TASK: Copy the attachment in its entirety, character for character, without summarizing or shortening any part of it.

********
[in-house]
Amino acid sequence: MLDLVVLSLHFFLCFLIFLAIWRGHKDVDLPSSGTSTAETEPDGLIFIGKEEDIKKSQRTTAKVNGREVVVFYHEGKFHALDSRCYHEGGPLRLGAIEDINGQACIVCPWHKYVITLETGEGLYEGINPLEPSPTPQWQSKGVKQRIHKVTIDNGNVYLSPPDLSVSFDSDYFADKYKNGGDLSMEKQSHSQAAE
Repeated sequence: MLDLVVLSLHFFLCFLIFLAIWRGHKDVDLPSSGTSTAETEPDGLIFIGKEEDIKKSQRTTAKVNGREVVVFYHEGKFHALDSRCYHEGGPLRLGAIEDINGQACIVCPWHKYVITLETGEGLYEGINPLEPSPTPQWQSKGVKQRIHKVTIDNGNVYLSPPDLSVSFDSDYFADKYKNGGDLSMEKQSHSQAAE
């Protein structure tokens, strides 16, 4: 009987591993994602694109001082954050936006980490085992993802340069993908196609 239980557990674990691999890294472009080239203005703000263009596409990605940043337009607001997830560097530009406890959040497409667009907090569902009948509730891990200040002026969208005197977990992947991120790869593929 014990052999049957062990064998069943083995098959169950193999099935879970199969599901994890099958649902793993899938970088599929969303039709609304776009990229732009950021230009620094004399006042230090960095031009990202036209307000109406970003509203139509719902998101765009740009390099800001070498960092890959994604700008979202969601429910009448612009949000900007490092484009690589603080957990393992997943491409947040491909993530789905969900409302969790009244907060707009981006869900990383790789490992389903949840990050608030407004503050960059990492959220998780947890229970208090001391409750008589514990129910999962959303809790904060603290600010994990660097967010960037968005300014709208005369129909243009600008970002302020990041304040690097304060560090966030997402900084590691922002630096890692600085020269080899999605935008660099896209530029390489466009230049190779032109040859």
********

[in-house]
Amino acid sequence: MLDLVVLSLHFFLCFLIFLAIWRGHKDVDLPSSGTSTAETEPDGLIFIGKEEDIKKSQRTTAKVNGREVVVFYHEGKFHALDSRCYHEGGPLRLGAIEDINGQACIVCPWHKYVITLETGEGLYEGINPLEPSPTPQWQSKGVKQRIHKVTIDNGNVYLSPPDLSVSFDSDYFADKYKNGGDLSMEKQSHSQAAE
Repeated sequence: MLDLVVLSLHFFLCFLIFLAIWRGHKDVDLPSSGTSTAETEPDGLIFIGKEEDIKKSQRTTAKVNGREVVVFYHEGKFHALDSRCYHEGGPLRLGAIEDINGQACIVCPWHKYVITLETGEGLYEGINPLEPSPTPQWQSKGVKQRIHKVTIDNGNVYLSPPDLSVSFDSDYFADKYKNGGDLSMEKQSHSQAAE
């Protein structure tokens, strides 16, 4: 009987591993994602694109001082954050936006980490085992993802340069993908196609 239980557990674990691999890294472009080239203005703000263009596409990605940043337009607001997830560097530009406890959040497409667009907090569902009948509730891990200040002026969208005197977990992947991120790869593929 014990052999049957062990064998069943083995098959169950193999099935879970199969599901994890099958649902793993899938970088599929969303039709609304776009990229732009950021230009620094004399006042230090960095031009990202036209307000109406970003509203139509719902998101765009740009390099800001070498960092890959994604700008979202969601429910009448612009949000900007490092484009690589603080957990393992997943491409947040491909993530789905969900409302969790009244907060707009981006869900990383790789490992389903949840990050608030407004503050960059990492959220998780947890229970208090001391409750008589514990129910999962959303809790904060603290600010994990660097967010960037968005300014709208005369129909243009600008970002302020990041304040690097304060560090966030997402900084590691922002630096890692600085020269080899999605935008660099896209530029390489466009230049190779032109040859």